Programs are written by human programmers, and read by their authors or by other programmers for checking and maintenance purposes; they are also processed by compilers and other automatic tools. The need to accommodate these various forms of communication permeates every level of consideration of a programming language, including the most immediate levels where we are only concerned with the physical appearance of a program text.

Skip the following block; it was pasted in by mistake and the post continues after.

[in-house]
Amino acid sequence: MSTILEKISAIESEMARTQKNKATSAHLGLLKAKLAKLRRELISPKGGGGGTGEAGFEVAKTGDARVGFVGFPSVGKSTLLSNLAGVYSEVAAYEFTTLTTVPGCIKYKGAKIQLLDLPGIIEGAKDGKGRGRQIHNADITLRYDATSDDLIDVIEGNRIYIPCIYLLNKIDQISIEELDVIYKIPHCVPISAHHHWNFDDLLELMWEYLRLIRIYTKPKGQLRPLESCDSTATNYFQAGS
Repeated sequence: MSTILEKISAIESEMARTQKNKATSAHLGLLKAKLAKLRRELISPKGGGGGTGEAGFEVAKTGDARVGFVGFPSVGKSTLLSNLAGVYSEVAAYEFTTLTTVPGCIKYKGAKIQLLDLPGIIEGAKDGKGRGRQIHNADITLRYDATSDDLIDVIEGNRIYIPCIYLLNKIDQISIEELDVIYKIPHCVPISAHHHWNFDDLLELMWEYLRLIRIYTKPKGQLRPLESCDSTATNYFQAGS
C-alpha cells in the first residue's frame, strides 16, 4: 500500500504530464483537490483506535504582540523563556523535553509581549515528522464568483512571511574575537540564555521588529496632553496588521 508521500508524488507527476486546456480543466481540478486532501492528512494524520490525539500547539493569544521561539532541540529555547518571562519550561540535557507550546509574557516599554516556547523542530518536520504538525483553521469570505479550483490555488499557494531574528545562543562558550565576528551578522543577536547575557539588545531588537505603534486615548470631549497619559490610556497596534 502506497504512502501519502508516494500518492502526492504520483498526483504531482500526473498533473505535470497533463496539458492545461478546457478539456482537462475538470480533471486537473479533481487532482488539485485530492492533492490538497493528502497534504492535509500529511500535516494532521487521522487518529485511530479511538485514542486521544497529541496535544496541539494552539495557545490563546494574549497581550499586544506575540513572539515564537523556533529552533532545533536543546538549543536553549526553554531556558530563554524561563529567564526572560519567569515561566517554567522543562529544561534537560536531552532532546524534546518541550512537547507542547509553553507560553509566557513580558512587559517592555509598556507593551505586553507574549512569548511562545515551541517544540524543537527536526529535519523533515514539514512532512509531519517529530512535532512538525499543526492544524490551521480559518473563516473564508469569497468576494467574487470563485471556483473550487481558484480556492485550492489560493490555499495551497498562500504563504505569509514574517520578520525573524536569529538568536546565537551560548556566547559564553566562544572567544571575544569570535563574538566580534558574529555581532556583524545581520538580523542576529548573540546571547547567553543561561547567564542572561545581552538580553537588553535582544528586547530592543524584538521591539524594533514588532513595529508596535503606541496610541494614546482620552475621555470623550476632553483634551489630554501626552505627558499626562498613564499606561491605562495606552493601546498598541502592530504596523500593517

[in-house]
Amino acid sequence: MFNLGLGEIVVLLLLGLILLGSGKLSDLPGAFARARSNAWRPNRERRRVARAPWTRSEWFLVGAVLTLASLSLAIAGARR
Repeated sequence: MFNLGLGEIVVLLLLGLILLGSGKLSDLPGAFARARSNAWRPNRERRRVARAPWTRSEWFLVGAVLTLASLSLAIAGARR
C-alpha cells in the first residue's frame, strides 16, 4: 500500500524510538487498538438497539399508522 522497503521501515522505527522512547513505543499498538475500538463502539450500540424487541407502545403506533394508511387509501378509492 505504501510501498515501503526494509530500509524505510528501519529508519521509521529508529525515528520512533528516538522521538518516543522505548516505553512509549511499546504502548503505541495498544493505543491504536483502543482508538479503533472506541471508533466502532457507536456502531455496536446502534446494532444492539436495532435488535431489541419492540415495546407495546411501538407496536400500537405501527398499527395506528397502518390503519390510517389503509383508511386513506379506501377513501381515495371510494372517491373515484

The lexical and textual structures of a programming language are of course important for ease of program compilation, and for compilation- time detection of errors. The importance of lexical and textual structures is even greater for ease of reading and understanding programs - in particular, for detection of logical errors - and for ease of teaching the language. We believe that our understanding of programs can be greatly simplified if our intuition is able to rely on textual forms that convey the logical structure of the program. This is the justification for giving major consideration to readability and teachability in the design of lexical and textual structures in Ada; moreover, special attention has been devoted to structural analogies.
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